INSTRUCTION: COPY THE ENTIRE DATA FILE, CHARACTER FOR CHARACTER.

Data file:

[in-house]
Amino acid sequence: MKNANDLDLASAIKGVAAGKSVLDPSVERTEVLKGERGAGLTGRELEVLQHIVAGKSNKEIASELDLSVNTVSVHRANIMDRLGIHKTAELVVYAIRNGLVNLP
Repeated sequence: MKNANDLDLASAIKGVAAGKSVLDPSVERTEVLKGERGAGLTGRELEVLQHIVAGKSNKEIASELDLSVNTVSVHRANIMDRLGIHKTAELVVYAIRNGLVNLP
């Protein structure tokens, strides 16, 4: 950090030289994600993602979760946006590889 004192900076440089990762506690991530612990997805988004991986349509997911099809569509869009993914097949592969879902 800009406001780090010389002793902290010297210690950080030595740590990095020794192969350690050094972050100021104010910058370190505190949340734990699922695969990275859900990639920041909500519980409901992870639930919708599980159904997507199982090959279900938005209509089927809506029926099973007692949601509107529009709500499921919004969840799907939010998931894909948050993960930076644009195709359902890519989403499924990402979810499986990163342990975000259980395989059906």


[in-house]
Amino acid sequence: MKNANDLDLASAIKGVAAGKSVLDPSVERTEVLKGERGAGLTGRELEVLQHIVAGKSNKEIASELDLSVNTVSVHRANIMDRLGIHKTAELVVYAIRNGLVNLP
Repeated sequence: MKNANDLDLASAIKGVAAGKSVLDPSVERTEVLKGERGAGLTGRELEVLQHIVAGKSNKEIASELDLSVNTVSVHRANIMDRLGIHKTAELVVYAIRNGLVNLP
């Protein structure tokens, strides 16, 4: 950090030289994600993602979760946006590889 004192900076440089990762506690991530612990997805988004991986349509997911099809569509869009993914097949592969879902 800009406001780090010389002793902290010297210690950080030595740590990095020794192969350690050094972050100021104010910058370190505190949340734990699922695969990275859900990639920041909500519980409901992870639930919708599980159904997507199982090959279900938005209509089927809506029926099973007692949601509107529009709500499921919004969840799907939010998931894909948050993960930076644009195709359902890519989403499924990402979810499986990163342990975000259980395989059906």